Journal of the New Zealand Medical Association, 15-July-2005, Vol 118 No 1218
This Issue in the Journal
Advertising and availability of ‘obesogenic’ foods around New Zealand secondary schools: a pilot study
A Maher, N Wilson, L Signal
This pilot study examined outdoor food advertising and availability around 10 secondary schools in the Wellington and Wairarapa regions. It found that most advertised foods (70%) could be classified as unhealthy (i.e. inconsistent with national nutrition guidelines for adolescents). Food outlets were significantly closer to the schools than other outlets, and there were variations in outlets and type of advertising by socioeconomic status of the neighbourhood. Overall, these findings indicate the need for more research and efforts to control this aspect of the ‘obesogenic environment’.
Student access to primary health care and preventive health screening at a school-based health centre in South Auckland, New Zealand
S Denny, A Balhorn, A Lawrence, J Cosgriff
School-based health services have been established recently in New Zealand to meet the health needs of young people, recognising that school-based services may offer more accessible and youth-orientated care. This study compared the quality of health services at the school clinic to health services outside the school. Overall the quality of health services available for young people was poor, but the school clinic did appear to deliver better quality preventive health services for adolescents.
Assessing and developing community participation in primary health care in Aotearoa New Zealand: a national study
P Neuwelt, P Crampton, S Crengle, K Dew, A Dowell, R Kearns, D Thomas
This paper describes a national study, undertaken in 2003–2005 and funded by the Health Research Council, which has led to the development of a toolkit on community participation for primary health organisations (PHOs). The study was qualitative in nature, and included interviews with key people in the primary care sector, a consultation process on the draft toolkit, and finally a pilot process in four PHOs. The Ministry of Health’s minimum requirement that PHOs involve iwi, consumers, and communities in their governing processes has not proved an easy task for many PHOs. One of the key findings in this paper is that many PHOs are seeking resources, such as the community participation toolkit, to aid them in their development of population-based primary health care.
Prevalence of Type 1 diabetes in New Zealanders aged 0–24 years
D Wu, D Kendall, H Lunt, J Willis, B Darlow, C Frampton
The number of people with diabetes is on the increase. Type 2 diabetes (previously know as maturity-onset diabetes) is increasing in New Zealand, partly because of changes in lifestyle. For reasons that are not fully understood, and which probably do not relate to lifestyle, Type 1 diabetes (insulin-dependent diabetes) is also on the increase. There are now approximately 2,500 children and young people with this condition in New Zealand and most larger schools will have at least one pupil with Type 1 diabetes.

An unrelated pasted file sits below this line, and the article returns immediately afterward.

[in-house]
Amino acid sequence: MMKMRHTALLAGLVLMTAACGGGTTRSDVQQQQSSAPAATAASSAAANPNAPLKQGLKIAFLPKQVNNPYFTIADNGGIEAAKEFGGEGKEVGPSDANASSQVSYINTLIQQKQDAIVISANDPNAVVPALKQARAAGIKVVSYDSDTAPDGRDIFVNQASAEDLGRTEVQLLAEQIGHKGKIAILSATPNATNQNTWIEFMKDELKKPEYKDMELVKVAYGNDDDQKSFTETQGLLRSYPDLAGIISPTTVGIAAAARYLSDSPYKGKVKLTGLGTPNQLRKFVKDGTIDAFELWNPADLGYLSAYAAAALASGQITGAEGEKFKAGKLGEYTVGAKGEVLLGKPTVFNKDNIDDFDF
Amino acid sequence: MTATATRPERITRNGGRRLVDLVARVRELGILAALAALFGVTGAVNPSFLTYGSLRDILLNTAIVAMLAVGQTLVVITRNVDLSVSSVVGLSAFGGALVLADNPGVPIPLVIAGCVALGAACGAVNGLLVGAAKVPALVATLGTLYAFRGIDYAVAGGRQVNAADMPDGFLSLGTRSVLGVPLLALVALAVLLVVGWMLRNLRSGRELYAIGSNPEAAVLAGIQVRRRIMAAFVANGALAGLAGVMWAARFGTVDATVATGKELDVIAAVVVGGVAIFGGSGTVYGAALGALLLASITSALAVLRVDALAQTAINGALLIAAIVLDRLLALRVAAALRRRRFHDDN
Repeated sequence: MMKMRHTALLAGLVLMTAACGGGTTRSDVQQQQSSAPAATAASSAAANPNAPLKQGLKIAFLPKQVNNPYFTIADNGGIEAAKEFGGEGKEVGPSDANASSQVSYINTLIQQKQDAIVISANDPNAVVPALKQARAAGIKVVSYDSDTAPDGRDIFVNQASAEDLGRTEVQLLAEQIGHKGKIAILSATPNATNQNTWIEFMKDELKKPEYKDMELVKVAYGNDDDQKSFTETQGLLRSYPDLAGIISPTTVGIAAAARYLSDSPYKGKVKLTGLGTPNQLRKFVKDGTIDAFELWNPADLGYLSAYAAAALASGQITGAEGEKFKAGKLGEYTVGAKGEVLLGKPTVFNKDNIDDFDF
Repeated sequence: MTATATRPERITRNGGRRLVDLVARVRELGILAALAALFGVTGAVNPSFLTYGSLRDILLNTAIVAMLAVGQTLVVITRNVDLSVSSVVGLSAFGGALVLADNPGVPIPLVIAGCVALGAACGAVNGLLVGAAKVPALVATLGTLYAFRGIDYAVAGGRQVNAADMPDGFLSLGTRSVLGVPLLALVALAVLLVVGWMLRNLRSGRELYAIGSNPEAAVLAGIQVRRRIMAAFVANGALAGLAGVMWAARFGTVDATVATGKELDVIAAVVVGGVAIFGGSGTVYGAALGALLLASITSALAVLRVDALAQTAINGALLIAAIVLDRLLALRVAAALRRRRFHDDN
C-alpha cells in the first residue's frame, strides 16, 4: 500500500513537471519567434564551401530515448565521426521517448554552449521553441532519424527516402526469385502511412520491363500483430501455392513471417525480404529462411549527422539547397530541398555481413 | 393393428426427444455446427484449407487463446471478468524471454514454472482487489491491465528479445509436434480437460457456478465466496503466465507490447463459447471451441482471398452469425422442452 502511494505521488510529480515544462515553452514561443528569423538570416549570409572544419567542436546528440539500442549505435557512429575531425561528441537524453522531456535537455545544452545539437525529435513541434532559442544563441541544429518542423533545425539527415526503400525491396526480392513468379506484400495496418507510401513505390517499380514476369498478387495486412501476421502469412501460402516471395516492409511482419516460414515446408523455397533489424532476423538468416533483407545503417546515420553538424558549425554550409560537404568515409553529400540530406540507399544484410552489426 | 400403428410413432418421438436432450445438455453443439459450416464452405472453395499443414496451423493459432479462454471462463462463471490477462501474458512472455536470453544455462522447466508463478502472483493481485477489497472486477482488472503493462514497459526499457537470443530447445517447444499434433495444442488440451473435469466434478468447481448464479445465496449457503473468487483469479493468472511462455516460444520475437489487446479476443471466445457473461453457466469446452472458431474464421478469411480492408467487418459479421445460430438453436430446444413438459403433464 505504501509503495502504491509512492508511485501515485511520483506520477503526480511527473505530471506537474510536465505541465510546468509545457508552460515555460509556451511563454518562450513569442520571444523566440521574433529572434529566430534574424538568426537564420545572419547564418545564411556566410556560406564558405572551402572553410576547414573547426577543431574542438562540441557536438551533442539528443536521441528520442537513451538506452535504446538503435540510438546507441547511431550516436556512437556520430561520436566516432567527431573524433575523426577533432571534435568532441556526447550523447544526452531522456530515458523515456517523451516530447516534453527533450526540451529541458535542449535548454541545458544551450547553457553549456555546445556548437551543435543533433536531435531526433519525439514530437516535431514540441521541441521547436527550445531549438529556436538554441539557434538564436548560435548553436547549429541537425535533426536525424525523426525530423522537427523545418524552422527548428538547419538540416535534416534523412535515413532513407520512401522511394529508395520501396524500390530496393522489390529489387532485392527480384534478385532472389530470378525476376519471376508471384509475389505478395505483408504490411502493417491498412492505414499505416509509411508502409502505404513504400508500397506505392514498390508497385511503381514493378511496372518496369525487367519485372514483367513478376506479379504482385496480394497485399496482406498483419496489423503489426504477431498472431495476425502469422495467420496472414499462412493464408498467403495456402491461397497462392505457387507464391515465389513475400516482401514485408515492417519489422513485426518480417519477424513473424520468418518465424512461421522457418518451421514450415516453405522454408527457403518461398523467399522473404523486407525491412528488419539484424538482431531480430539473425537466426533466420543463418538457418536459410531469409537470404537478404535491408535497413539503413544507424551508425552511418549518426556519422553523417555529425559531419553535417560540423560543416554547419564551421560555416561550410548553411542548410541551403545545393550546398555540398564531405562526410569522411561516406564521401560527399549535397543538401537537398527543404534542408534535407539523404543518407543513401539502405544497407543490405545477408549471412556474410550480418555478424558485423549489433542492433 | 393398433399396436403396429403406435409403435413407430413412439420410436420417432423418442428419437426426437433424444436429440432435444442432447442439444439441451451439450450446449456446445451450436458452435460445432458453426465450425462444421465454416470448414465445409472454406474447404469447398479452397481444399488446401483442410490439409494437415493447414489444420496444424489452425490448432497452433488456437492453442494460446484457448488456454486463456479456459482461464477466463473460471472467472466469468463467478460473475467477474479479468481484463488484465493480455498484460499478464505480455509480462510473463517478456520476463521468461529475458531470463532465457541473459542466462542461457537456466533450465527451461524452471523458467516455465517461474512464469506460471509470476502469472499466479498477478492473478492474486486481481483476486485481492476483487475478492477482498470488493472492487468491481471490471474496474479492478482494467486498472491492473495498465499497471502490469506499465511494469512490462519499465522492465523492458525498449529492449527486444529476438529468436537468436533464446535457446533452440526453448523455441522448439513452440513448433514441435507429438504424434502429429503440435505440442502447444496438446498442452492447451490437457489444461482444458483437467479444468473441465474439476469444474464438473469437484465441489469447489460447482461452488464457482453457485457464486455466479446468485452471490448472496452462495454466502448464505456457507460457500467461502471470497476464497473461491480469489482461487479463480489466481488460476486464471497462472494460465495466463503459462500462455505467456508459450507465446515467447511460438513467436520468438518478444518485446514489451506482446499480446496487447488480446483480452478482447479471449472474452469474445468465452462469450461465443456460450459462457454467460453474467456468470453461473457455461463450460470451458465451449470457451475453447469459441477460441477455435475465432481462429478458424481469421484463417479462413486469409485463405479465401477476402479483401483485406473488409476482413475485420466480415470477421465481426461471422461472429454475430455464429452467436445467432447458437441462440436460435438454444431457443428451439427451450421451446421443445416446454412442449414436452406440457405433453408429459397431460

Teenage use of GP care for moderate to severe asthma in Auckland, New Zealand
S Buetow, D Richards, E Mitchell, B Gribben, V Adair, G Coster, M Hight
This paper aims to describe and understand teenagers’ frequency of attendance for GP care of moderate to severe asthma in the Auckland region. The paper reports responses to a self-complete questionnaire from 114 13–14 year olds with moderate to severe asthma at 10 schools. The study found that more frequent attendance by Maori and Pacific teenagers (than New Zealand Europeans) challenges the persistence of barriers to them accessing GPs for acute care of moderate to severe asthma.
Extended-spectrum beta-lactamase-producing Enterobacteriaceae at Middlemore Hospital
S Briggs, J Ussher, S Taylor
Extended-spectrum beta-lactamase-producing Enterobacteriaceae (ESBLPE) are bacteria that are resistant to many classes of antibiotics. This limits effective treatment options. Currently the number of infections caused by ESBLPE at Middlemore Hospital and in the Auckland community is low. It is clear however that infections caused by ESBLPE are steadily increasing. While the transmission of ESBLPE has in the past occurred almost entirely in hospitals, there is now evidence that this is occurring in the Auckland community. Ongoing careful infection control practices within hospitals and sensible antibiotic prescribing by doctors will be necessary to reduce the rate of increase of infections caused by ESBLPE.
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